Today’s NY Times online business section points up the risks auto makers are taking on with the introduction of new PHEVs. Toyota has even moved up its launch of the plug-in Prius to fall of 2009. While this is pretty fantastic – an indication that the auto industry knows it can’t bet its future on petroleum – they are leaving the risk of fueling infrastructure to others. I think its a safe bet that even Better Place, Shai Agassi’s well-publicized venture, won’t be able to scale up fast enough to drive consumer demand. This risk has to be spread around, and it’s an opportunity to let a thousand (well, a dozen, maybe) ventures bloom in a new market.
Month: January 2009
Where the cars will come from
General Motors: Chevy Volt scheduled for production in 2010 (20,000 units)
Subaru: R1e testing in NYC 2008
Mitsubishi: i Miev testing in CA 2008/9
Renault-Nissan alliance: zero-emission vehicles being produced in TN, for 2010 release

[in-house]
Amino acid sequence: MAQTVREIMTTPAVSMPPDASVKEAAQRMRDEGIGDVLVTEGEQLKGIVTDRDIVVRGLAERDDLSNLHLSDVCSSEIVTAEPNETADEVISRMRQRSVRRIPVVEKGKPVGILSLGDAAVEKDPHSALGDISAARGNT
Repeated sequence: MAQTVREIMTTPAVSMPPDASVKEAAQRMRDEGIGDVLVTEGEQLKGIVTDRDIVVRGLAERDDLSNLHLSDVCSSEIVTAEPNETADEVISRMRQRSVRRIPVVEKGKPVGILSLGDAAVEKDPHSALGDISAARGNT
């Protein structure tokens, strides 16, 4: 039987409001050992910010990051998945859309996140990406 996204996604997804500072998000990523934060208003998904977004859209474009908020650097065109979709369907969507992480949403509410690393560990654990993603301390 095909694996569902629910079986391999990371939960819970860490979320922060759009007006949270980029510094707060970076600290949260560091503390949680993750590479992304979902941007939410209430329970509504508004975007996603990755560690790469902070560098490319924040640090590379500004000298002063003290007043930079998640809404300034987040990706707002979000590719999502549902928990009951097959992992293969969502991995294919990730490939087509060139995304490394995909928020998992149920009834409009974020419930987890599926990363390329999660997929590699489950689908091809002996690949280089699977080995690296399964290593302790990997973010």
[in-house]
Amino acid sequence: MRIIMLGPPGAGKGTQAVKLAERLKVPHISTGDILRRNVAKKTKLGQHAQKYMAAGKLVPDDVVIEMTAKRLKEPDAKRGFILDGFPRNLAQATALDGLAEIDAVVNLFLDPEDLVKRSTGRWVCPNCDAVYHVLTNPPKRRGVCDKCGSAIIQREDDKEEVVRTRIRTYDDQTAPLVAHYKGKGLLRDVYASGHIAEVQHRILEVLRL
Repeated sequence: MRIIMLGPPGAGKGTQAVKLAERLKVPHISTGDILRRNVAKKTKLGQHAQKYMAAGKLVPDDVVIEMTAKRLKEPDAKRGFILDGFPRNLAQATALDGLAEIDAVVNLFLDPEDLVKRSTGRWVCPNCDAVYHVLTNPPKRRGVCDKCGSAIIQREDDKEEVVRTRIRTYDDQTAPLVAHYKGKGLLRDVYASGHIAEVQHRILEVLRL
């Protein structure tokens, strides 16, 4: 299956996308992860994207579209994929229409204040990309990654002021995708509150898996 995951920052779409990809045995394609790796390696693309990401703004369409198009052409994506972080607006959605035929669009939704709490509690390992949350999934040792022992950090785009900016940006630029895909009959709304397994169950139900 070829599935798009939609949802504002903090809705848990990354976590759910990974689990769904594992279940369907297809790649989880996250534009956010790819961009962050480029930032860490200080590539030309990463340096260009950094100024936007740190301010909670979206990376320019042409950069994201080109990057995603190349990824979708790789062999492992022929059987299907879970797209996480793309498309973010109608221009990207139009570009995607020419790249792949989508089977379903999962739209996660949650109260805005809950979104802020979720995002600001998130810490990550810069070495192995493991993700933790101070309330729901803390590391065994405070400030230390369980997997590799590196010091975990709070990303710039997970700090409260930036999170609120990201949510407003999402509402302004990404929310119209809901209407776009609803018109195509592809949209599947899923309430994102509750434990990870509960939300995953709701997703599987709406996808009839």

Daimler: smart ev cars are in trial in the UK
Tesla Motors: recently introduced its Roadster, a high-end electric sportscar. A more affordable design Model S, is planned (15,000 units in 2011)
THINK: popular in Europe, the Th!nk city car will be available in the U.S. in 2010
What will drivers of all these vehicles have in common? They’ll need to plug in and charge their vehicle at convenient locations.
The Watts are Out There
Those who already have electrified wheels on the ground have found ways to locate and share access to power. Unfortunately, most of it come from non-
The Electric Automobile Association , which appears to be a delightfully spirited community, has chapters all over the US. The New England chapter even offers a map and directions to power outlets that welcome EVs. It’s a start – but not enough ignition to rev up consumer demand, I think.